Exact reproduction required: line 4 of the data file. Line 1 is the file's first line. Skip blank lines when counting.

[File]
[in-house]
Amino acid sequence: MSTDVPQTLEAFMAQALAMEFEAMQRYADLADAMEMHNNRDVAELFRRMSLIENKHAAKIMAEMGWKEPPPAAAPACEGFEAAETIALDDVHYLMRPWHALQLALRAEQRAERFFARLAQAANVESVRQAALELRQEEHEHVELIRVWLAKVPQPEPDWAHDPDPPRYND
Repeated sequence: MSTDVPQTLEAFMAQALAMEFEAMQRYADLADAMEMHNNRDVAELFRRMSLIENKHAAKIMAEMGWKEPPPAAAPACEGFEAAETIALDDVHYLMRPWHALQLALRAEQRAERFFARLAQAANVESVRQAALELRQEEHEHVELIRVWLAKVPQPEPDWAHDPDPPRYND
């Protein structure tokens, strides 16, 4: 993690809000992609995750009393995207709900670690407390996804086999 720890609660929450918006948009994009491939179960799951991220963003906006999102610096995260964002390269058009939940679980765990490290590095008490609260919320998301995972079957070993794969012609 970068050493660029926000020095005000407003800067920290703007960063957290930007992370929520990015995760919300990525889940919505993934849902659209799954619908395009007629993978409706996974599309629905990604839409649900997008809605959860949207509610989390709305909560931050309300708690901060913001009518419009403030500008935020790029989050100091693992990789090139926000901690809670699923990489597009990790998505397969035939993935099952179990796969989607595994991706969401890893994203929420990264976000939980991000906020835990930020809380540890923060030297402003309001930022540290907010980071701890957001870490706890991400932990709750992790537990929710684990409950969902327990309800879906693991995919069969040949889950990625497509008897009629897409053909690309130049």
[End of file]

């Protein structure tokens, strides 16, 4: 993690809000992609995750009393995207709900670690407390996804086999 720890609660929450918006948009994009491939179960799951991220963003906006999102610096995260964002390269058009939940679980765990490290590095008490609260919320998301995972079957070993794969012609 970068050493660029926000020095005000407003800067920290703007960063957290930007992370929520990015995760919300990525889940919505993934849902659209799954619908395009007629993978409706996974599309629905990604839409649900997008809605959860949207509610989390709305909560931050309300708690901060913001009518419009403030500008935020790029989050100091693992990789090139926000901690809670699923990489597009990790998505397969035939993935099952179990796969989607595994991706969401890893994203929420990264976000939980991000906020835990930020809380540890923060030297402003309001930022540290907010980071701890957001870490706890991400932990709750992790537990929710684990409950969902327990309800879906693991995919069969040949889950990625497509008897009629897409053909690309130049």